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Poisoning, Rodent Poison View In Cats

First Aid Condition

First aid health condition




Condition Overview

Common rat and mouse poisons include anticoagulants and hypercalcemic agents. Both can be deadly if your pet ingests them. Anticoagulants - Anticoagulant rat and mouse poisons are the most commonly used household poisons.


Observable signs of poisoning do not occur until several days after exposure. The dog may become weak and pale from blood loss, have nosebleeds, vomit blood, have rectal bleeding, develop hematomas and bruises beneath the skin, or have hemorrhages beneath the gums. The dog may be found dead from bleeding into the chest or abdomen.

Hypercalcemic Agents - In dogs, signs of hypercalcemia appear 18 - 36 hours after ingesting the poison. They include thirst and frequent urination, vomiting, generalized weakness, muscle twitching, seizures, and finally death. Among survivors, the effects of an elevated serum calcium may persist for weeks.


Anticoagulants block the synthesis of vitamin K, essential for normal blood clotting. Vitamin K deficiency results in spontaneous bleeding.

There are currently 2 generations of anticoagulants in use. The first generation are cumulative poisons that require multiple feedings over several days to kill the rodent. These poisons contain the anticoagulants warfarin and hydroxycoumadin.

Second generation anticoagulants contain bromadiolone and brodifacoum, poisons that are 50 - 200 times more toxic than warfarin and hydroxycoumadin. These products are more dangerous to pets and are capable of killing rodents after a single feeding. It is even possible for a small dog or cat to be poisoned by eating a dead rodent with residual poison in its stomach.

Closely related to the second generation anticoagulants are the long acting anticoagulants of the indanedione class (pindone, diaphacinone, diphenadione, and chlorphacinone). These products are extremely toxic.


Diagnosis can be made by examining symptoms.


Anticoagulants - Seek immediate veterinary help. If at all possible, bring the product container with you so that the vet can identify the poison. This is important because treatment depends on whether the poison was a first or second generation anticoagulant. With observed or suspected recent ingestion, induce vomiting.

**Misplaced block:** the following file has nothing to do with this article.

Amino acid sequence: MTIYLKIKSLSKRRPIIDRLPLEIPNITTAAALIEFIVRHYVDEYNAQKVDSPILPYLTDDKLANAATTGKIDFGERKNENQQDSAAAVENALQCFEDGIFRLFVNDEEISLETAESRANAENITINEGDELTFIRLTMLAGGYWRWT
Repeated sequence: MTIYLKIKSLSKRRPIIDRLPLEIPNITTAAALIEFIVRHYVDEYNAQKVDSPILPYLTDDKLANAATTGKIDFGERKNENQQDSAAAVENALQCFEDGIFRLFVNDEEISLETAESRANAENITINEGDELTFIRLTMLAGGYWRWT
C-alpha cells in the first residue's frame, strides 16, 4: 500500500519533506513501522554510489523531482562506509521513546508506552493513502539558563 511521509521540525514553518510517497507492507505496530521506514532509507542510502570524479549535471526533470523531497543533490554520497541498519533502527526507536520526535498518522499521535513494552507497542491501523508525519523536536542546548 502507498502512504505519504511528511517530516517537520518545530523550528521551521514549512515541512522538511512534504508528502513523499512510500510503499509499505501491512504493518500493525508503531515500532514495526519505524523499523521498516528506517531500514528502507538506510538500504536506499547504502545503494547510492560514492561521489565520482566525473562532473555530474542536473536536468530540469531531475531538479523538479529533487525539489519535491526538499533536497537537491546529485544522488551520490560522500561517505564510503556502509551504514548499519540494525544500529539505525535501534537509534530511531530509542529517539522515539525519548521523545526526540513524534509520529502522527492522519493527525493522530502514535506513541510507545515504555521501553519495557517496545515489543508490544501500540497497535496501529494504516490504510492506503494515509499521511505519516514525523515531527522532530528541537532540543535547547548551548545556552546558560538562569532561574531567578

To induce vomiting to prevent poison absorption - Induce vomiting by giving the dog hydrogen peroxide. A 3% solution is most effective. Give 1 teaspoon (5ml) per 10 pounds (4.5kg) of body weight. Repeat every 15 - 20 minutes, up to 3 times, until the dog vomits. Walking the dog after each dose may help stimulate vomiting.

Treatment of spontaneous bleeding caused by all anticoagulants involves administering fresh whole blood or frozen plasma in amounts determined by the rate and volume of blood loss.

Vitamin K is a specific antidote. It is given by subcutaneous injection and repeated subcutaneously or orally as necessary until clotting time returns to normal. With first generation anticoagulants, treatment takes up to a month because of the length of time the poison remains in the pet's system.

Hypercalcemic Agents - If you suspect your dog has ingested one of these poisons within the past 4 hours, induce vomiting and notify your veterinarian. To induce vomiting to prevent poison absorption give the dog hydrogen peroxide. A 3% solution is most effective. Give 1 teaspoon (5ml) per 10 pounds (4.5kg) of body weight. Repeat every 15 - 20 minutes, up to 3 times, until the dog vomits. Walking the dog after each dose may help stimulate vomiting.

Veterinary treatment involves correcting the fluid and electrolyte imbalances and lowering calcium levels using diuretics, prednisone, oral phophorus binders, and a low calcium diet. Calcitonin is a specific antidote, but it is difficult to obtain and has only short term effects.


Keep any mouse or rat poisons out of the reach of pets and children. If this is not possible, consider using mouse or rat traps or removing keeping the pet out of the area being treated.


Contact your veterinarian for detailed instructions or call on of the poison hotlines listed below:

  • ASPCA Animal Poison Control Center at 1-888-426-4435 (fee)
  • Angell Animal Poison Control Hotline 1-877-226-4355
  • Animal Poison Hotline operated by the North Shore Animal League and PROSAR International Animal Poison Control Center at 1-888-232-8870

Show Sources & Contributors +


Dog Owners Home Veterinary Handbook

Publisher: Wiley Publishing, 2007

Website: http://www.wiley.com/WileyCDA/

Authors: Debra M. Eldredge, Liisa D. Carlson, Delbert G. Carlson, James M. Giffen MD

The First Aid Companion for Dogs And Cats

Publisher: Rodale Inc, 2001

Website: http://www.rodalebooks.com/

Authors: Amy D. Shojai, Shane Bateman DVM

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